Novartis vaccine Bexsero® approved in Australia to help protect against MenB disease, a deadly form of bacterial meningitis

Novartis vaccine Bexsero® approved in Australia to help protect against MenB disease, a deadly form of bacterial meningitis

  • Australia approval marks a key step in expanding access to the first and only broad coverage vaccine against MenB disease[1],[2];Bexsero was granted European licensure this past January[1]
  • MenB disease is a leading cause of meningitis and sepsis globally, and causes approximately 85 percent of all meningococcal disease cases in Australia[3],[4],[5]
  • Bexsero safety and efficacy have been shown through clinical trials involving more than 8,000 people including infants, children, adolescents and adults[6]

Basel, August 15, 2013 - Novartis announced today that the Australian Therapeutic Goods Administration (TGA) has added Bexsero®, a multi-component Meningococcal B (MenB) vaccine (recombinant, adsorbed) suspension for injection 0.5 ml pre-filled syringe, to the Australian Register of Therapeutic Goods (ARTG) for use in individuals from two months of age and older[6]. Bexsero is the first and only broad coverage vaccine to help protect all age groups against MenB disease, including infants who are at the greatest risk of infection[7],[8].

Across Australia, approximately 85 percent of all meningococcal disease and sepsis cases have been caused by MenB, a percentage that has risen in recent years as the number of cases in other serogroups has fallen[3],[5]. The introduction of vaccines for other strains of bacterial meningitis has been successful in reducing the disease burden in Australia; specifically, following the rollout of a national meningococcal serogroup C vaccination program in Australia, cases decreased from 162 in 2002 to nine by 2011[3],[5].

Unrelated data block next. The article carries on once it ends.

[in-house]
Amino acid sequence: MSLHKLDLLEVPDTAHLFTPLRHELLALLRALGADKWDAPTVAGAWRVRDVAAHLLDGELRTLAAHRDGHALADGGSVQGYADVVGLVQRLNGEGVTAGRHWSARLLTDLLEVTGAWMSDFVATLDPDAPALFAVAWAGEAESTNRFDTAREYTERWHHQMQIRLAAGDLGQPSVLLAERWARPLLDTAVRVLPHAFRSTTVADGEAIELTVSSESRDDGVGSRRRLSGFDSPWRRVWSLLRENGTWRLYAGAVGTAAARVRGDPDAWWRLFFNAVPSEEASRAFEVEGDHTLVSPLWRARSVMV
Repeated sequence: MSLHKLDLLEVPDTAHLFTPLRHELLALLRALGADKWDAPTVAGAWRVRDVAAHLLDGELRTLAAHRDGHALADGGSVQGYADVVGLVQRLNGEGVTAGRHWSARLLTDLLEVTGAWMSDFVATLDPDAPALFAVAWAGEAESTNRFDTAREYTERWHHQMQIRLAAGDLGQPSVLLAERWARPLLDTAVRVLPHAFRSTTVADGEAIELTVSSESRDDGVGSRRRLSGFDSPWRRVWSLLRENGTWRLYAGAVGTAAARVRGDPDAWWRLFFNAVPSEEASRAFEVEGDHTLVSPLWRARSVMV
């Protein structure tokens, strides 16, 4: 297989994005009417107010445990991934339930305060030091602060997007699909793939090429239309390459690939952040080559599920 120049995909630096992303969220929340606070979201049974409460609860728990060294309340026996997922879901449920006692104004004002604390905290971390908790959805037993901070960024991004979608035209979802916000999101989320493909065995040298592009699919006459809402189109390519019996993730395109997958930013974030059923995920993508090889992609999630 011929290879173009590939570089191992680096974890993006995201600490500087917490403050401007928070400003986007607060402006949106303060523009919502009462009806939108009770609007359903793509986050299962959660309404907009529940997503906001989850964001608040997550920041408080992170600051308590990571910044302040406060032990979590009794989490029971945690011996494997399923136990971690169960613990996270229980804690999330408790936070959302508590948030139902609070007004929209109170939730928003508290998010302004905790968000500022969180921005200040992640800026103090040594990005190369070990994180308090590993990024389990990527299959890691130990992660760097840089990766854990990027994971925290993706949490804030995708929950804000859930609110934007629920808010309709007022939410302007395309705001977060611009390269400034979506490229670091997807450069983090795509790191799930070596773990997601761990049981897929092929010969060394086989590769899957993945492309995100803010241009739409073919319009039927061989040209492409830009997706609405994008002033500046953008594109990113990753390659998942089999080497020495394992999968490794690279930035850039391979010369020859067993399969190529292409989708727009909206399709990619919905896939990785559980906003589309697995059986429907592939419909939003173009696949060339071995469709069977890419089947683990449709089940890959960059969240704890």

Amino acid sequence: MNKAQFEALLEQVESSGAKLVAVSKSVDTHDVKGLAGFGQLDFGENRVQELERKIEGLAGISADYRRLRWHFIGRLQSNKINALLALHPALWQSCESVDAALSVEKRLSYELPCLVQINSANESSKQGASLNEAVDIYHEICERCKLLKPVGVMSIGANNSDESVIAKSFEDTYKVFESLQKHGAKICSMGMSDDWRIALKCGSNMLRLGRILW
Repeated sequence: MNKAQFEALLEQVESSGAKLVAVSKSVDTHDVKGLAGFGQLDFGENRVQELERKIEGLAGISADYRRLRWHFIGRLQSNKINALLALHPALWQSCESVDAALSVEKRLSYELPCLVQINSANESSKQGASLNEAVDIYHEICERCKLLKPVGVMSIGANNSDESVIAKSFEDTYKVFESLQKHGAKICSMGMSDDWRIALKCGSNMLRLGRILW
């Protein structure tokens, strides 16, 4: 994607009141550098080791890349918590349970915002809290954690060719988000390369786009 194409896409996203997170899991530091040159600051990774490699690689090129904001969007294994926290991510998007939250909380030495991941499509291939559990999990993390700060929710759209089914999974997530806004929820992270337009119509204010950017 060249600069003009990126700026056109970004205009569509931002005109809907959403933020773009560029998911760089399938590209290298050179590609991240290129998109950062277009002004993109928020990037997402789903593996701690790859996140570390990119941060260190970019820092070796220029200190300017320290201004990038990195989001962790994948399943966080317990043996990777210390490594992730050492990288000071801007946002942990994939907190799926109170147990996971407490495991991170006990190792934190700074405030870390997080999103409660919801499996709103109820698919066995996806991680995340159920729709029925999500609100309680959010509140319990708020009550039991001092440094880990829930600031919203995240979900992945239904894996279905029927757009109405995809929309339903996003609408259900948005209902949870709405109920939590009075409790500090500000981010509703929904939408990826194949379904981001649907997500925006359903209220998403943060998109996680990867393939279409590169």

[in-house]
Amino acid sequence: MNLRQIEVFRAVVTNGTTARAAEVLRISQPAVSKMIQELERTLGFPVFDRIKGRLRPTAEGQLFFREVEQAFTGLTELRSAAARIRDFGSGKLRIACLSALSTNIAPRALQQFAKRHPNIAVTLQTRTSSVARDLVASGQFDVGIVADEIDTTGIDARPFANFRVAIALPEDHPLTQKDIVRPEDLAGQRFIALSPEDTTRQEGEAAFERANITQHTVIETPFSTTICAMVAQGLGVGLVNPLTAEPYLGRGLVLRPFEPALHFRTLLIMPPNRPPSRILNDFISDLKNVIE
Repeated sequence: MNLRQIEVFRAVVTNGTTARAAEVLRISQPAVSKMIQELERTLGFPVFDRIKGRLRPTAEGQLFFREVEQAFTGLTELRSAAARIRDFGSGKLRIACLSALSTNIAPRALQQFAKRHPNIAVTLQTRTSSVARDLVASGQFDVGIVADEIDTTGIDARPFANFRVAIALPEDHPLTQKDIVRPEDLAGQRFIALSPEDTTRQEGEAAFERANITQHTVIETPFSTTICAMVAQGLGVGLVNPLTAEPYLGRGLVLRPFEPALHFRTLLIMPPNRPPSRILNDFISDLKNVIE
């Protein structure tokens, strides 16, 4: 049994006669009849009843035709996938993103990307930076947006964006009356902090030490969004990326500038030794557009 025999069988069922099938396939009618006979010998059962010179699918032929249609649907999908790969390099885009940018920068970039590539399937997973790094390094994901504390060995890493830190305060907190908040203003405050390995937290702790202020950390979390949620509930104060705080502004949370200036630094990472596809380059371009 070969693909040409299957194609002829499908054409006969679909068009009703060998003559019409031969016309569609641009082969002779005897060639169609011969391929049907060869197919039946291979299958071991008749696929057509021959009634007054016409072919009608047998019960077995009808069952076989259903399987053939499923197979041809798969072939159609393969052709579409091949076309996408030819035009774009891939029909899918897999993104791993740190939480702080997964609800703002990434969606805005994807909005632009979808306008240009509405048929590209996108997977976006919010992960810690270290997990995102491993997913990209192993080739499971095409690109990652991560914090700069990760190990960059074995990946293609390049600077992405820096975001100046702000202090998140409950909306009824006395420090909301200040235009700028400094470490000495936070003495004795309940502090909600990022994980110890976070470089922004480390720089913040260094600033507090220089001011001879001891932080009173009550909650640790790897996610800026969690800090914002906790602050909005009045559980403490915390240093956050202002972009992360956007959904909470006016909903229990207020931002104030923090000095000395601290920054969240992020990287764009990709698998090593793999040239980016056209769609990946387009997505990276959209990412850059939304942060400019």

"Novartis welcomes the Australian health authorities' decision to license Bexsero, which is further testament to the vaccine's demonstrated robust efficacy and safety profiles and an important step in preventing further suffering caused by MenB disease," said Andrin Oswald, Division Head, Novartis Vaccines and Diagnostics. "We are committed to bringing Bexsero to parents around the globe that want to protect their children against this devastating disease."

MenB is a potentially deadly disease which is easily misdiagnosed and can kill within 24 hours of onset. About one in 10 of those who contract the disease will die despite appropriate treatment. Up to one in five survivors may suffer from devastating, life-long disabilities such as brain damage, hearing impairment or limb loss[4]. The consequences for those affected and the healthcare system are significant[9].

"Today marks another victory, particularly for Australian children, parents and pediatricians, in the fight against meningococcal disease," said Bruce Langoulant, President and Asia Pacific Regional Leader, Confederation of Meningitis Organisations. "We are now entering a critical period for public health authorities to provide funding to include the new MenB vaccine in the routine immunization schedules to ensure community-wide protection against the tragic deaths and lasting disabilities MenB can cause."

As a next step, Novartis will work with Australian regulatory authorities to make doses of Bexsero available in the private market in the coming months. In parallel, the Pharmaceutical Benefits Advisory Committee (PBAC), taking into account advice from the Australian Technical Advisory Group on Immunisation (ATAGI), is expected to make recommendations regarding reimbursement and potential inclusion of Bexsero in the National Immunisation Program (NIP)[10],[11].